('2) Crude oil is dropped onto the carpet to produce spots of V2 inch diameter. 0.5 gram of crude oil is deposited into each spot. The carpet is placed on a non-absorbent surface for stain removal.
B. Stain Removal (1) Control-Each spot is rubbed with a square cot ton cloth saturated with perchloroethylene. 5 m1. of solvent are applied to each square inch of surface to be cleaned. The stains have a tendency to smear and spread into larger circles. Repeated scrubbing fails to remove either the beef fat or crude oil stain completely. The addition of more solvent flushes the stain deeper into the carpet and through to the jute back.
(2) Test procedure for cellulose laurate-Cellulose laurate powder having a D8. of 1.6 and of 80 mesh particle size is saturated with perchloroethylene (1:10 ratio by weight). The solvent saturated cellulose laurate is pressed into the stained carpet pile, at a rate of 5 grams per square inch of surface to be cleaned. The grease dissolves in the solvent, and quickly is absorbed by the cel lulose laurate. The stain shows no tendency to spread. After 5 minutes, the dry cellulose laurate powder is brushed from the carpet. There is no trace of stain from either the carbon-fat mixture, or the crude oil. The dissolved grease is sucked up from the surface of the carpet, rather than being flushed throughto the back. The fibers appear to be restored to their original condition, and there is no trace of matting "or stickiness from the cellulose laurate treatment.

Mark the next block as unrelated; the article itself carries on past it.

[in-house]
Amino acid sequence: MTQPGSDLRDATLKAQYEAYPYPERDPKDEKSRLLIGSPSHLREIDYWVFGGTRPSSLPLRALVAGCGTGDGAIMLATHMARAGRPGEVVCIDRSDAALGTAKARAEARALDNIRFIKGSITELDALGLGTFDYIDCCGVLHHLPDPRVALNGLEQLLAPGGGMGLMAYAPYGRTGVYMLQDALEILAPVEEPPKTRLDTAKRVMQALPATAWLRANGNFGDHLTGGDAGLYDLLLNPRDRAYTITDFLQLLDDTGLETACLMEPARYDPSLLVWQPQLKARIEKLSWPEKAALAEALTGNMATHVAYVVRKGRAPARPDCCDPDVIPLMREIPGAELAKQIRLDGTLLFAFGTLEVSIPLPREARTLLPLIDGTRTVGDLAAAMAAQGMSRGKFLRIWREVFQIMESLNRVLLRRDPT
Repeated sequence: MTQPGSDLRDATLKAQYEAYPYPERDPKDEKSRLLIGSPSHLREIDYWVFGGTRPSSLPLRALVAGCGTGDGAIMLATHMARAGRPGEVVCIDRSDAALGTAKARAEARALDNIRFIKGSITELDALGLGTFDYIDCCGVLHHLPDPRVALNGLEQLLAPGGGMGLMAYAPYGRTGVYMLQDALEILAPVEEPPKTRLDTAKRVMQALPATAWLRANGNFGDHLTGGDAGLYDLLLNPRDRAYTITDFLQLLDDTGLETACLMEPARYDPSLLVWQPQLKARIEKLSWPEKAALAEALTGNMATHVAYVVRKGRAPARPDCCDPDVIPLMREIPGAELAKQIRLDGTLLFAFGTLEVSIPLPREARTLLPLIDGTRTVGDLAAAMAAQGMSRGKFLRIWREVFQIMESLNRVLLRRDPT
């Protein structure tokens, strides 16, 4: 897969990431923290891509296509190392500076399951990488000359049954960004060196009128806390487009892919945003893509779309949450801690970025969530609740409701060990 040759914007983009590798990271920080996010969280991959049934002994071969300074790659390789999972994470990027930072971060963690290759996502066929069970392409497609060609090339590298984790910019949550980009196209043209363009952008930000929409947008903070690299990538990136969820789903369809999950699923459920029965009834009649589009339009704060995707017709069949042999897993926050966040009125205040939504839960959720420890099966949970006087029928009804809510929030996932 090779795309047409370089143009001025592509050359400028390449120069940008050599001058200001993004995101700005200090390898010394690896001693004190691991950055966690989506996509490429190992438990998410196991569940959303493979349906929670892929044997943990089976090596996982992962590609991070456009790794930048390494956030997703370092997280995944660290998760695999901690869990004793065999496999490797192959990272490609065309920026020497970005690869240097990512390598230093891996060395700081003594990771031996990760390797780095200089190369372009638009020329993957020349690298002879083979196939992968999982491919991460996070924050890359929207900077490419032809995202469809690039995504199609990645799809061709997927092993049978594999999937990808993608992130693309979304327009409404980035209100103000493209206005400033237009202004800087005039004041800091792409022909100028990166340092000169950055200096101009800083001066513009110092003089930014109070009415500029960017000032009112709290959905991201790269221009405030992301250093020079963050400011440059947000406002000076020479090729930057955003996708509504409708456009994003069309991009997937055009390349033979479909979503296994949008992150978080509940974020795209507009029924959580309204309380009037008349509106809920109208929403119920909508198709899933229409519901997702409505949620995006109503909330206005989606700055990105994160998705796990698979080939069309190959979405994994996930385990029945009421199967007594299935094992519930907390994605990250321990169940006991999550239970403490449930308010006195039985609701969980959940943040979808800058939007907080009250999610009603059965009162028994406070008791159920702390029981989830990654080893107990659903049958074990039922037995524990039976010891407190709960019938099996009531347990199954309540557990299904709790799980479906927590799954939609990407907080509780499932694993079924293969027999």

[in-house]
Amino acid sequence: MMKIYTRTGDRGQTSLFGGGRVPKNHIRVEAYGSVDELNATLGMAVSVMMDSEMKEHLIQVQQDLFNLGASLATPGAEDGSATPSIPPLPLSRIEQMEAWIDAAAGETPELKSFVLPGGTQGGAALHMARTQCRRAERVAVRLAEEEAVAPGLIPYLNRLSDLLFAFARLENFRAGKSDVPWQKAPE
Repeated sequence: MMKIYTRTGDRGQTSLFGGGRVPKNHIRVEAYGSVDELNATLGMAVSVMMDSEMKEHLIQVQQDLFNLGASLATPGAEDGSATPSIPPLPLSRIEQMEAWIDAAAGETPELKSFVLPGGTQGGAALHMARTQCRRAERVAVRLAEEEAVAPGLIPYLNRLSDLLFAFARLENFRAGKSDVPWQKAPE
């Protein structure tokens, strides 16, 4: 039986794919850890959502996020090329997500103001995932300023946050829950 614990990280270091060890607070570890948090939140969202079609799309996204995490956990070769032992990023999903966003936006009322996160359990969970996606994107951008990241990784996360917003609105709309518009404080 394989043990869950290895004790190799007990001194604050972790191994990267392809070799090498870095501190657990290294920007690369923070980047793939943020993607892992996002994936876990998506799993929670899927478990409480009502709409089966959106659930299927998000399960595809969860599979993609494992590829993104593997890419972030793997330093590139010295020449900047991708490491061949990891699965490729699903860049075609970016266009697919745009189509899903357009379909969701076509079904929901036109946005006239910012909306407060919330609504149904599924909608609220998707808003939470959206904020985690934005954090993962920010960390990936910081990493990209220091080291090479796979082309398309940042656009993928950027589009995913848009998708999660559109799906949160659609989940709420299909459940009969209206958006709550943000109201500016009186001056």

EXAMPLES NOS. II AND III The foregoing, when repeated with cellulose laurate of BS. 1.0 and 2.0, worked equally well.
EXAMPLE NO. IV
Ten grams of cellulose laurate (D.S. 0.8) is saturated with carbon tetrachloride in a 1:5 ratio by weight. The moist powder is brushed into the headrest of a nylon velvet chair, which had become stained by hair oil. The head rest has 72 square inches of surface to be cleaned. After 15 minutes, the dry powder is vacuumed from the fabric. No trace of stain or damage by the solvent treated cellulose laurate, is noticed.
EXAMPLE NO. V
Five grams of cellulose laurate (D.S. 2.7) is saturated with Stoddard solvent. This is a solvent of parafiin base. The final cleaning aid weighs 25 grams. This material is brushed into the pile of a white Orlon synthetic fur coat which had been stained by black axle grease. The coat has about 4 square inches of surface of be cleaned. The soiled cellulose laurate is brushed out after 15 minutes, leaving no trace of stain or matting.
What is claimed is:
1. A method of cleaning textiles wherein up to parts by weight hydrocarbon base cleaning solvent is absorbed into each part carbohydrate fatty acid ester comprising the steps of A. absorbing a hydrocarbon base cleaning solvent onto a carbohydrate fatty acid ester which is the granule form of about 10 to about 100 mesh (US. Standard) and has a specific gravity of about 1 to about 1.5, wherein the carbohydrate is starch or cellulose and the fatty acid ester has a chain length of between about 6-8 and about C18 and a degree of substitution of between about 0.5 and about 2.7,
B. applying this mixture to the textile surface to be cleaned in an amount of about grams to about 800 grams of mixture per square foot of surface to be cleaned,
C. releasing the solvent to the textile,
D. reabsorbing the solvent and attached dirt from the textile, into the carbohydrate fatty acid ester, and
E. removing the carbohydrate fatty acid ester with attached dirt.
2. The method of claim 1 wherein the carbohydrate fatty acid ester is cellulose laurate.
References Cited UNITED STATES PATENTS 3,563,693 2/1971 Cohen 8142 2,344,247 3/1944 Hopkins et al. 8142 2,970,962 2/ 1961 Hass et al. 252---- 2,982,676 5/1961 Boer 8-142 X 2,181,691 11/1939 Bucy 25289 DC 3,183,197 5/1965 Richardson et al. 106191 X MAYER WEINBLA'I'I, Primary Examiner U.S. Cl. X.R.